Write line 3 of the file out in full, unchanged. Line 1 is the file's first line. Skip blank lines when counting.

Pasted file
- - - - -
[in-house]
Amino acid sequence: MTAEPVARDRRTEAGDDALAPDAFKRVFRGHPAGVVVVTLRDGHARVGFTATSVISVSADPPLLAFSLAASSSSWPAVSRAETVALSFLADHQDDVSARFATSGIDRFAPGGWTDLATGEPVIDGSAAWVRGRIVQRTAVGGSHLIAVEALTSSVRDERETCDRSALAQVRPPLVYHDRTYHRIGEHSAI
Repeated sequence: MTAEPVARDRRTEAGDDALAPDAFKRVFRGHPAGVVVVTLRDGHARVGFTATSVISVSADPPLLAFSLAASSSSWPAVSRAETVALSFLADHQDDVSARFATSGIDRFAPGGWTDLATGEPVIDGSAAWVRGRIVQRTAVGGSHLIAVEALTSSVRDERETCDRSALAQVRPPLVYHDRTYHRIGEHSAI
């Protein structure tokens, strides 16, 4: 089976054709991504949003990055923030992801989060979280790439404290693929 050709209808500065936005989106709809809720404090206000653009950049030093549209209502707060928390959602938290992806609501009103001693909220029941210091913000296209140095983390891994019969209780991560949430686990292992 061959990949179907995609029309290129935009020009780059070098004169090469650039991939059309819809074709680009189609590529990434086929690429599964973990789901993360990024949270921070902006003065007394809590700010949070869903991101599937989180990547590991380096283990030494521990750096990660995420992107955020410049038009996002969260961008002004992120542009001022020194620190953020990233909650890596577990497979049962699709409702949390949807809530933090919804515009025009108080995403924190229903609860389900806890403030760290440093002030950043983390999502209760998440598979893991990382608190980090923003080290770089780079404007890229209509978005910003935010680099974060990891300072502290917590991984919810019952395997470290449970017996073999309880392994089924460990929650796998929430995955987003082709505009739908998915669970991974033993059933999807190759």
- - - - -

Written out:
Repeated sequence: MTAEPVARDRRTEAGDDALAPDAFKRVFRGHPAGVVVVTLRDGHARVGFTATSVISVSADPPLLAFSLAASSSSWPAVSRAETVALSFLADHQDDVSARFATSGIDRFAPGGWTDLATGEPVIDGSAAWVRGRIVQRTAVGGSHLIAVEALTSSVRDERETCDRSALAQVRPPLVYHDRTYHRIGEHSAI